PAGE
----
Oil Rises After More Russian Sanctions, U.S. Mulls SPR Release
(Bloomberg) -- Oil climbed after more sanctions were unleashed to isolate Russia, while the U.S. and its allies consider releasing about 60 million barrels of crude from emergency stockpiles to quell supply fears.
West Texas Intermediate futures in New York closed up above $95 a barrel on Monday. Prices soared earlier in the session in response to a fresh raft of sanctions aimed at choking off some Russian banks from global finance as the fighting continues in Ukraine. Oil then paired some of its gains on news that the U.S. and other nations are considering tapping into strategic crude reserves.
“There are too many giant risks in oil’s room, which also include nuclear risks, and the likelihood that crude prices will skyrocket again seems likely,” said Ed Moya, senior market analyst at Oanda. “Energy traders are quickly realizing that any dips that emerge on any Ukraine crisis de-escalation headlines or SPR talk won’t keep this market from being very tight.”
Over the weekend, the U.S. and its allies excluded some Russian lenders from the SWIFT bank messaging system, potentially throwing energy trade into turmoil. The Russian central bank’s foreign reserves were also targeted. In a signal about how far governments are willing to go to pressure the Kremlin, BP Plc moved to unload its holding in oil giant Rosneft PJSC by taking a financial hit of as much as $25 billion.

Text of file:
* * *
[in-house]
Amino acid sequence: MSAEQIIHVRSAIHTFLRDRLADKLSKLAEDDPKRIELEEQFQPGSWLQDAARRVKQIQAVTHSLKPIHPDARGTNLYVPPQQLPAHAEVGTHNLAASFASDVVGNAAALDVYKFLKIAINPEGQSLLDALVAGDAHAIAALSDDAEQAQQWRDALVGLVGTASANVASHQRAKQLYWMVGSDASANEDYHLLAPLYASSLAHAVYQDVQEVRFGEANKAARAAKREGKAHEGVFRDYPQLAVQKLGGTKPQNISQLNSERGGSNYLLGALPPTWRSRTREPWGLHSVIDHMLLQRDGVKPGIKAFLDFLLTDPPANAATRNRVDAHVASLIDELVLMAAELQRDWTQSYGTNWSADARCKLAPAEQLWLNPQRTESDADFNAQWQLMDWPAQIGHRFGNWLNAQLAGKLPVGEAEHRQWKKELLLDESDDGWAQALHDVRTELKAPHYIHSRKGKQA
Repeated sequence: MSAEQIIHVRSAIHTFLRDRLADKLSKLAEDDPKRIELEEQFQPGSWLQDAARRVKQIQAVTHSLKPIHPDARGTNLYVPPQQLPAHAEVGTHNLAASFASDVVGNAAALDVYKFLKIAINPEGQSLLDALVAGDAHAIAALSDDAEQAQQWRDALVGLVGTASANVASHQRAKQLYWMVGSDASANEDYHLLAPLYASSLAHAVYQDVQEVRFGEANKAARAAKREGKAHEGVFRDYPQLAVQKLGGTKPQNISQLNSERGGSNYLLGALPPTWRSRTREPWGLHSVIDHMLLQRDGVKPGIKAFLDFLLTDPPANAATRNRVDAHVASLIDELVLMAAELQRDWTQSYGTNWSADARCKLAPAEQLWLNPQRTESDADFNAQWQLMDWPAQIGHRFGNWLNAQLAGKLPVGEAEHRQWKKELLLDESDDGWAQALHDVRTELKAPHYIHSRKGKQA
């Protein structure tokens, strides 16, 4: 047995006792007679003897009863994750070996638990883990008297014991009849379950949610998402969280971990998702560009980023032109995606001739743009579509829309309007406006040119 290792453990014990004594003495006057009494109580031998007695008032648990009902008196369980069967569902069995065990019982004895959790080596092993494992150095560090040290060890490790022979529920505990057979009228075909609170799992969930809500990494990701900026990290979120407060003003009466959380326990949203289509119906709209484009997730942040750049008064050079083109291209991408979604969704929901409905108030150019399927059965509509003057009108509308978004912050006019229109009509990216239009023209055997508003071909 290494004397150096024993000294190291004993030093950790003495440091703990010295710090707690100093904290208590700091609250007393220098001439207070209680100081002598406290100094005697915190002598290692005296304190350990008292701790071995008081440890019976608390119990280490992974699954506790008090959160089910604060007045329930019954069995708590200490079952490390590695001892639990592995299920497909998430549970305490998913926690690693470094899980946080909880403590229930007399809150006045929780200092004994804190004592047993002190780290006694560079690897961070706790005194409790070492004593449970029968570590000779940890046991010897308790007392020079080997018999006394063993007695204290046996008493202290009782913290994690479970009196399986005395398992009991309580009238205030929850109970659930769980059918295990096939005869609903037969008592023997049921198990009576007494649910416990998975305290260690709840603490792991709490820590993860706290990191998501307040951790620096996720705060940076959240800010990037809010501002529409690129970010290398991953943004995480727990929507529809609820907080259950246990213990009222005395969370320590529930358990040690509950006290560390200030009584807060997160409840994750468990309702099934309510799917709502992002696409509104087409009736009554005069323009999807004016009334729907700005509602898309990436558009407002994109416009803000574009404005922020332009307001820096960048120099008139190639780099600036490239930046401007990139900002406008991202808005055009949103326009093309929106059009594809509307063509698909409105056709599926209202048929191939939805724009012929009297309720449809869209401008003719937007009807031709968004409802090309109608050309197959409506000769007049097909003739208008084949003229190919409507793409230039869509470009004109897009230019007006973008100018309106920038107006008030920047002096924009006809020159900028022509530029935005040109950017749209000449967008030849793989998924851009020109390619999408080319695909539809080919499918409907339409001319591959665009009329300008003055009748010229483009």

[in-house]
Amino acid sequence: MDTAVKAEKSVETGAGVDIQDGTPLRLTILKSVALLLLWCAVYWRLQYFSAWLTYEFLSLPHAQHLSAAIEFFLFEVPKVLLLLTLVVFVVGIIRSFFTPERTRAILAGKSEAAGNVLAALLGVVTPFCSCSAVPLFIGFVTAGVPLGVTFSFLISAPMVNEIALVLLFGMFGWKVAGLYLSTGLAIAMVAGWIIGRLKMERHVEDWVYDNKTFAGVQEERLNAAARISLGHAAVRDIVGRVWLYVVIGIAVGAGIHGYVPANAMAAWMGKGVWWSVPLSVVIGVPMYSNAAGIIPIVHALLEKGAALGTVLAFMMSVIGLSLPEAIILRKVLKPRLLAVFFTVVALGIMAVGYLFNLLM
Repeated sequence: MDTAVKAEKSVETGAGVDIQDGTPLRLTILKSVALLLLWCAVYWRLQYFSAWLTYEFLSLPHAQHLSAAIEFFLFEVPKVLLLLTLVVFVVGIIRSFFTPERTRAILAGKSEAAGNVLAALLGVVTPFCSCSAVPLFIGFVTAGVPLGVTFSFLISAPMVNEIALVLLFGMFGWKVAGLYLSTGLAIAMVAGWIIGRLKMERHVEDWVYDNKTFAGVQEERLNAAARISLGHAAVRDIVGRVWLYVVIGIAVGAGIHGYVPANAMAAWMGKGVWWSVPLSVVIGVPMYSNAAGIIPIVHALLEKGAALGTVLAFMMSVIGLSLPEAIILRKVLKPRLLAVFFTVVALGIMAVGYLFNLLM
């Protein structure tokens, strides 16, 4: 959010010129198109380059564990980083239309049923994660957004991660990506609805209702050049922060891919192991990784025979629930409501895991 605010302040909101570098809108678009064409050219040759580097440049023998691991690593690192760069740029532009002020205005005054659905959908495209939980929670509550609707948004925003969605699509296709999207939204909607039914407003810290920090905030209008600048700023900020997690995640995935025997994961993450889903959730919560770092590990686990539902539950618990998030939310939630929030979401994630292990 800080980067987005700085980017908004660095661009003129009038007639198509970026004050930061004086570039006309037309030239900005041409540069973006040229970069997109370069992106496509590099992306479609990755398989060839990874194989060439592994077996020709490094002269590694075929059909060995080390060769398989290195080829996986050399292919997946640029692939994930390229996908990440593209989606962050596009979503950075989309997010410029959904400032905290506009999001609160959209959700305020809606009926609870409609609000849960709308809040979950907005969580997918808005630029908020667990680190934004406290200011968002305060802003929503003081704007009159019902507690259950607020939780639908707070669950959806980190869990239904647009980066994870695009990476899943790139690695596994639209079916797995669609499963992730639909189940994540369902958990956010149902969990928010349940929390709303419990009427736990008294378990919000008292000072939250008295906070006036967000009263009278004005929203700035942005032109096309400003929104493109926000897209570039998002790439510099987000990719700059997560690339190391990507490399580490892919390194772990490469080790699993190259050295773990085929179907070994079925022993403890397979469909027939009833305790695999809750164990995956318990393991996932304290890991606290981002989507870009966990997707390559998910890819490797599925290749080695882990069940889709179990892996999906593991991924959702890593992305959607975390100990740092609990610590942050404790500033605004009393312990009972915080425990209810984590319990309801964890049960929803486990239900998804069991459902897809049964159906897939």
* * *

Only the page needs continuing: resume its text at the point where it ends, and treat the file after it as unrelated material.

“This is an enormous amount of oil that has the potential to be disrupted,” Jeff Currie, head of commodities research at Goldman Sachs Group Inc. said in a Bloomberg Television interview.
Russia’s invasion of Ukraine has roiled markets from energy to metals and grains, heaping more inflationary pressure on a global economy already grappling with soaring costs. At least two of China’s largest state-owned banks are restricting financing for purchases of Russian commodities, as are Societe Generale SA and Credit Suisse Group AG.
Against this volatile and fast-moving backdrop, OPEC+ faces a trickier task than usual when it meets on Wednesday to discuss supply policy for April. Despite the invasion, the cartel will probably stick to its plan of gradually increasing oil production, according to delegates. The group will also have to take into account the halt of some Iraqi output.
Demand destruction is the only thing that can stop oil shooting higher after additional curbs were unleashed on Russia, according to Goldman. The bank raised its one-month forecast for Brent to $115 a barrel from $95, with significant chance of pushing higher if there’s further escalation of tensions or longer disruption.
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